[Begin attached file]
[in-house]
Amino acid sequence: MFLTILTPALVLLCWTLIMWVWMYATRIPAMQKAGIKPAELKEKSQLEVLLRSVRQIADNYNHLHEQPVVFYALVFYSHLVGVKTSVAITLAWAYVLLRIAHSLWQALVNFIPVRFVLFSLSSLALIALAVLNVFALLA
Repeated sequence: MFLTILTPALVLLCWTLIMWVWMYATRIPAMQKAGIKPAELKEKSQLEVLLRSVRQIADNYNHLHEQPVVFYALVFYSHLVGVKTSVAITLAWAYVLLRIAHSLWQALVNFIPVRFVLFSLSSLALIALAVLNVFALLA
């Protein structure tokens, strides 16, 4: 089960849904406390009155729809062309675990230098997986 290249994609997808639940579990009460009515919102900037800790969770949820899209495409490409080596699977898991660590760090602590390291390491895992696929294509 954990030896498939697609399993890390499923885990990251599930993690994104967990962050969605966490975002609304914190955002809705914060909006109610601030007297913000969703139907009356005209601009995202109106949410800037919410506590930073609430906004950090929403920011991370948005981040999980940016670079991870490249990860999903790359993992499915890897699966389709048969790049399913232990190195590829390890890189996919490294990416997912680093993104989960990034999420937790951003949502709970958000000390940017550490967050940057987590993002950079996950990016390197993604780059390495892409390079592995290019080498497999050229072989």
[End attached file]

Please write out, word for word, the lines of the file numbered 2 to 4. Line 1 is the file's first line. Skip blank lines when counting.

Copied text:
Amino acid sequence: MFLTILTPALVLLCWTLIMWVWMYATRIPAMQKAGIKPAELKEKSQLEVLLRSVRQIADNYNHLHEQPVVFYALVFYSHLVGVKTSVAITLAWAYVLLRIAHSLWQALVNFIPVRFVLFSLSSLALIALAVLNVFALLA
Repeated sequence: MFLTILTPALVLLCWTLIMWVWMYATRIPAMQKAGIKPAELKEKSQLEVLLRSVRQIADNYNHLHEQPVVFYALVFYSHLVGVKTSVAITLAWAYVLLRIAHSLWQALVNFIPVRFVLFSLSSLALIALAVLNVFALLA
């Protein structure tokens, strides 16, 4: 089960849904406390009155729809062309675990230098997986 290249994609997808639940579990009460009515919102900037800790969770949820899209495409490409080596699977898991660590760090602590390291390491895992696929294509 954990030896498939697609399993890390499923885990990251599930993690994104967990962050969605966490975002609304914190955002809705914060909006109610601030007297913000969703139907009356005209601009995202109106949410800037919410506590930073609430906004950090929403920011991370948005981040999980940016670079991870490249990860999903790359993992499915890897699966389709048969790049399913232990190195590829390890890189996919490294990416997912680093993104989960990034999420937790951003949502709970958000000390940017550490967050940057987590993002950079996950990016390197993604780059390495892409390079592995290019080498497999050229072989």